The T-Birds continue to struggle against the teams at the bottom of the conference standings. They’re 4-3-2-1 against Prince George, Kamloops and Vancouver – the three teams in the cellar. Konowalchuk didn’t feel that the team overlooked Prince George Friday, especially with the way they played in the first period.

The loss really came down to the penalties in the second period. Playing short-handed for that long puts a strain on the team, messes with the lines and makes it hard to get anything going offensively.

For Konowalchuk, there were no excuses.

“The whole thing was a little bit chaotic but that doesn’t matter,” he said. “When you go out there, don’t turn the puck over inside their blue. That’s pretty easy, especially with guys who are talented enough to not turn it over.”

Seattle picked up a point on idle Portland and now trail the second-place Winterhawks by seven points. The T-Birds can make that five points Saturday night as they will host Portland at the ShoWare Center. The T-Birds have bounced back from tough losses all season and will need to do so again.

“We’ve got a pretty good rivalry with Portland,” Theodore said. “If we put this in the back of our minds hopefully it gets us going a little bit harder tomorrow and lights a fire under our butts.”

The T-Birds have to play with more discipline Saturday night in what could be a playoff preview. They’ve had some success against their biggest rivals and the game Saturday is as close to a must-win game as they’ve played so far.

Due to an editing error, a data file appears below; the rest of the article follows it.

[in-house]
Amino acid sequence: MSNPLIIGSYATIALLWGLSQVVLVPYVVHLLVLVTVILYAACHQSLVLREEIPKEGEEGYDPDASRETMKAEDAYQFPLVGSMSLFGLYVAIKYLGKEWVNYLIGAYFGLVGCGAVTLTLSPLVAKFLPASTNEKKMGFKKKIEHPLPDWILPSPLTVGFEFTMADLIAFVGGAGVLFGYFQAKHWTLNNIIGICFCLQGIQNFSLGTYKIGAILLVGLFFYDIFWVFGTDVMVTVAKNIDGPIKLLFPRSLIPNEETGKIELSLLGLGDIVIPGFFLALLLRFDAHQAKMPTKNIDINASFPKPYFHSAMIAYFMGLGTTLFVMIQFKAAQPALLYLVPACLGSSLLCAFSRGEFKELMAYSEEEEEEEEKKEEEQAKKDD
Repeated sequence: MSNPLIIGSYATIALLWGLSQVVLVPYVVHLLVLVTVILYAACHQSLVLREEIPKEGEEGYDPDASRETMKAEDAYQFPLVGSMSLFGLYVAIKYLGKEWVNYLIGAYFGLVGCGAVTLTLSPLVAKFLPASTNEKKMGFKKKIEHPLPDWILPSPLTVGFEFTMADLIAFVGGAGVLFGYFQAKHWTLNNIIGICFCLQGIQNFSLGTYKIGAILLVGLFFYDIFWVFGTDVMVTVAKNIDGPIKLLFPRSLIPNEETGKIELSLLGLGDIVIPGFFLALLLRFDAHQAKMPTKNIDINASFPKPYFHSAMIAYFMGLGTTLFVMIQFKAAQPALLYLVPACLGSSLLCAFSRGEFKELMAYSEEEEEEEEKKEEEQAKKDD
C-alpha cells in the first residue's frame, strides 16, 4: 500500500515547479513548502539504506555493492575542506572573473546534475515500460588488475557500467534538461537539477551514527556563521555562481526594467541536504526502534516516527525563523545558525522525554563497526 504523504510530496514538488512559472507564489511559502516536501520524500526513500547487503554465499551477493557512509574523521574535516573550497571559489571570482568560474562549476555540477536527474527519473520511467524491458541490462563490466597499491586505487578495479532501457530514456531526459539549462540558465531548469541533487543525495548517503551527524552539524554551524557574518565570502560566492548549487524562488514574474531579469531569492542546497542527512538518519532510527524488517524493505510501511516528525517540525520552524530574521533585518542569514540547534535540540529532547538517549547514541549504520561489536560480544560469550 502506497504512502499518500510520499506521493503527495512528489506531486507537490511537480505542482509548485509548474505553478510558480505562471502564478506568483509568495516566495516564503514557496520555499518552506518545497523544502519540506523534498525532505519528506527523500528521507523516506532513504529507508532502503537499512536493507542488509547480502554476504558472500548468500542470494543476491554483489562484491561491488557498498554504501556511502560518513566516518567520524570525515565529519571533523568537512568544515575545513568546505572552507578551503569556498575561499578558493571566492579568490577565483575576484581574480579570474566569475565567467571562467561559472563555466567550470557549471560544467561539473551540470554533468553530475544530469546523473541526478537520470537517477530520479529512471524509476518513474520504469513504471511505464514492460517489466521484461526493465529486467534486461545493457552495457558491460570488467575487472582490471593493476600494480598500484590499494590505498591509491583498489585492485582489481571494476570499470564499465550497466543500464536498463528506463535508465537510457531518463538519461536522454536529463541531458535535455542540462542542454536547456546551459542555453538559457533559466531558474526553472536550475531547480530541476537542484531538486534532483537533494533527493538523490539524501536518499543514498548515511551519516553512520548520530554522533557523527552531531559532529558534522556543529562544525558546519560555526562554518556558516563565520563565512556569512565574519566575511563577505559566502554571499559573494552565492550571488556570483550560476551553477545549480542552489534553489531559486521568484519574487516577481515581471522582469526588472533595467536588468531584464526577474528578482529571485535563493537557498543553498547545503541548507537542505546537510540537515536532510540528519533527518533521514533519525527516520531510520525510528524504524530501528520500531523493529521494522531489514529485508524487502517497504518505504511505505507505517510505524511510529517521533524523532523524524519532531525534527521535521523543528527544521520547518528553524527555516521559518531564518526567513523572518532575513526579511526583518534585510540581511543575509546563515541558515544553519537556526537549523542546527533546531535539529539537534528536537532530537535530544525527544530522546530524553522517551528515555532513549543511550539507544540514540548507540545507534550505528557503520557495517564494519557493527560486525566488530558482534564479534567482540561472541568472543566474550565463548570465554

“Its got to be a big win for us,” Konowalchuk said about the Portland game. “We’ve got to go out there and play a lot smarter than that for the whole game. They’ve got a number of points on us and we can’t let too many more slip away … We’re starting to run out of time to catch them.”

Notes

• The two teams combined for a total of 112 penalty minutes on the night, a season high for the T-Birds. Seattle was called for 57 minutes of penalties. Five of the game’s nine goals came on the power play as Prince George ended the night 3-for-7 and Seattle was 2-for-6 with the man advantage.

• Barzal added two assists in the game to extend his assist streak to five games. Over the streak he has piled up 12 helpers.

• Theodore’s goal marks the third time the defenseman has hit the 10-goal mark in a season. He’s also now 20 assists away from setting the franchise mark for career assists by a defenseman.

• Evan Wardley did not play in the third period. It was a coach’s decision as there was no injury.

Follow Andrew Eide on Twitter @andyeide.